Rising Road: A True Tale of Love, Race, and Religion in America

Article excerpt

Rising Road: A True Tale of Love, Race, and Religion in America. By Sharon Davies. (New York: Oxford University Press. 2010. Pp. xii, 327. $27.95. ISBN 978-0-195-37979-2).

The establishment of the English-speaking colonies in North America was an anti-Catholic experiment. Except for Maryland, the Christian colonies were antipapist. The prejudice against Roman Catholics and Roman Catholicism continued throughout the course of the history of the United States until recent times; one may argue that expressing anti-Catholic prejudice is still publicly acceptable. Sharon Davies, professor of law at Ohio State University, vividly recounts one violent and fatal act of anti-Catholic prejudice in Rising Road: A True Tale of Love, Race, and Religion in America. This thoroughly researched and well-written narrative recounts the murder of James Coyle, a Roman Catholic priest, on August 11, 1921, in Birmingham, Alabama, by Edwin Stevenson, a Methodist minister. Stevenson' s daughter, Ruth, had converted to Catholicism and had married a Hispanic Catholic, Pedro Gussman, in a service officiated by Coyle.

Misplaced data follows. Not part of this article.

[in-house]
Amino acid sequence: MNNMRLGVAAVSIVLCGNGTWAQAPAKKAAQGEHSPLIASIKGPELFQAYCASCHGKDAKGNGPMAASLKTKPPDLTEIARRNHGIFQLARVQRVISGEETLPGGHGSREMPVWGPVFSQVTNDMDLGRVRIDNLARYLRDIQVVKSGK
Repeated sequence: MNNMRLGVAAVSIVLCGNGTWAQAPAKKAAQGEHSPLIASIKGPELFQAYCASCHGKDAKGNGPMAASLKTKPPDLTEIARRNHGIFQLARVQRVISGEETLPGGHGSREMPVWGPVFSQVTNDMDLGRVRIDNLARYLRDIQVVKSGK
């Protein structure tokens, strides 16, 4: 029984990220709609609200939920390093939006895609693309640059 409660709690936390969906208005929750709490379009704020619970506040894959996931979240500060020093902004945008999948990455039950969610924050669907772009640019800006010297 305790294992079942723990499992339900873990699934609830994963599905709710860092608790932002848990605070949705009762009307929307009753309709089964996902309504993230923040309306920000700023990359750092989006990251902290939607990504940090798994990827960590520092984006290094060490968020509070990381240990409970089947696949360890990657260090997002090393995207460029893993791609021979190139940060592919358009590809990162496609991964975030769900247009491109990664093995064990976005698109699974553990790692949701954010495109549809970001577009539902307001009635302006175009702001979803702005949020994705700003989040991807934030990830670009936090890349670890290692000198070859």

What is fascinating and significant about Davies' s work is her judicious handling of the sources at her disposal. Using court transcripts, newspaper accounts, and church documents, Davies chronicles the anti-Catholic mood of the region, the state of race matters in the South, and the understanding of legal and extralegal justice in the early decades of the twentieth century. Davies demonstrates that Stevenson was not on trial when his case was finally brought before Judge William Fort' s court; rather, this was a trial that would uphold family values, Protestant hegemony, and racial purity in the South.

A good portion of this work centers on the efforts of the county solicitor, Joseph R. …


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